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Indonesian anti-corruption reforms “mere symbolism”

Keeping declarations of assets confidential is pointless

The announcement by President Suharto of Indonesia that his ministers will be required to declare their assets has been described as "meaningless" and "a lost opportunity" by the Berlin-based anti-corruption NGO, Transparency International.

"We whole-heartedly support declarations of assets and the monitoring of the financial affairs of senior officials in positions of trust," said its Chairman, Prof. Dr. Peter Eigen. "However, the course chosen by President Suharto constitutes a typical act of political symbolism", he said.

The move by President Suharto stands in sharp contrast to recent reform efforts undertaken in Thailand. Following changes under the new constitution adopted in October, the asset declarations of Thai cabinet ministers and their families are being published in the press. "The Thai initiative shows a way out of endemic corruption and should serve as a model to Indonesia," Eigen declared.

Under the Indonesian measure as explained by Information Minister Alwi Dahlan, confidential declarations only of pecuniary assets will be made by ministers and selected senior bureaucrats to the President personally, and only for "internal use". They will not be made public.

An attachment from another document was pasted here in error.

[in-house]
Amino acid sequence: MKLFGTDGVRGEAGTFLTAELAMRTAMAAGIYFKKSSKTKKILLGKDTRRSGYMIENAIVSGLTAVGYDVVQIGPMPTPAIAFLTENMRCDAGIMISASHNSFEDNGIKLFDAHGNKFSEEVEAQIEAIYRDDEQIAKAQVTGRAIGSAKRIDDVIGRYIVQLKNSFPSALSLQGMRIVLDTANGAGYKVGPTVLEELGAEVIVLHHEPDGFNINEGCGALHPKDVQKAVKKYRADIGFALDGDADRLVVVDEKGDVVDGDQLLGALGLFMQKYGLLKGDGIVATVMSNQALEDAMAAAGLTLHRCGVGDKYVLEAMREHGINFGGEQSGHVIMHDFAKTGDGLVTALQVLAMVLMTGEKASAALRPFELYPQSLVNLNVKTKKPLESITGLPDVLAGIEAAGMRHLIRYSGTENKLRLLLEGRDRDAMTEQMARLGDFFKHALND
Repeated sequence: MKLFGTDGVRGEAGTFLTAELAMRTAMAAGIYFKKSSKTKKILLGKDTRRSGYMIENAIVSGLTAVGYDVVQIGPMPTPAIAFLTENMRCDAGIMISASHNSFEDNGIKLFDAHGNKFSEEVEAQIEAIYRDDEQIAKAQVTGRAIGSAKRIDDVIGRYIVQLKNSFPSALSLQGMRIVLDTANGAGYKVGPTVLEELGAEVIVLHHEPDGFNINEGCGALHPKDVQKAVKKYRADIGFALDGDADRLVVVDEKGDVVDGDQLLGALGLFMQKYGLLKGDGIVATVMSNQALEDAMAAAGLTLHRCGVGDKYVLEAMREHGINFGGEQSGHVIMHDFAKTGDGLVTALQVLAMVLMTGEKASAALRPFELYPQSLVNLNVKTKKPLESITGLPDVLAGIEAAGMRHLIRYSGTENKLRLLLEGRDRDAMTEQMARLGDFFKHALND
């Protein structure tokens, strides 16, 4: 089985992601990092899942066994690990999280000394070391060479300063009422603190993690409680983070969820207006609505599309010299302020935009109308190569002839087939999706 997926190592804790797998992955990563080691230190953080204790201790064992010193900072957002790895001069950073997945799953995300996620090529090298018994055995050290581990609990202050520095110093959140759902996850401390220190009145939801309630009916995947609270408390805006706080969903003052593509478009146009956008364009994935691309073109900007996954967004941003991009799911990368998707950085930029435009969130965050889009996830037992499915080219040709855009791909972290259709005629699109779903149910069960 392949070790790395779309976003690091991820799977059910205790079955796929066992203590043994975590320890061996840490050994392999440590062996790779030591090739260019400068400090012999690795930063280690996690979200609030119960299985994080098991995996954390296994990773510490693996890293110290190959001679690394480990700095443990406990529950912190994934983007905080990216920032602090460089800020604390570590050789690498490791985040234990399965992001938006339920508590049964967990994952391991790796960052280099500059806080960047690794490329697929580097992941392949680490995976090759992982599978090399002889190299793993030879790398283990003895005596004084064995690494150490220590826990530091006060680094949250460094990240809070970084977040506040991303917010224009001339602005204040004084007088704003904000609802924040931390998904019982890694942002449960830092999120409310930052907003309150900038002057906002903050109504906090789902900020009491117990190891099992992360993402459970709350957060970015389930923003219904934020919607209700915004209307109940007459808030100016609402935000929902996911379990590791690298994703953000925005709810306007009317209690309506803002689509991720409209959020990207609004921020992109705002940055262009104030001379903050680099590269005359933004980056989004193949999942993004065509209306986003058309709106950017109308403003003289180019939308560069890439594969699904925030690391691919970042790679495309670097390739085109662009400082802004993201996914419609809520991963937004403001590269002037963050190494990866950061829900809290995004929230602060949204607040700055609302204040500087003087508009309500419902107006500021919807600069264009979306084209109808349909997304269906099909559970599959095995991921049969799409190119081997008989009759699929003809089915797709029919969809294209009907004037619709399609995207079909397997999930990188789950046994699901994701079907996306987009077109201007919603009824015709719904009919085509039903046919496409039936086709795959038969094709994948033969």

"The suggested procedure will have absolutely no impact," said Dr Eigen. "We believe that this is either a tragic lost opportunity or simply window-dressing and part of a wider campaign to persuade the international community that the government is at last facing up to the need to get its corruption under control."

International experience suggests that unless declarations are available to the media, or stringently monitored by an independent body which enjoys a high level of public trust, they become meaningless and ineffectual, he concluded.

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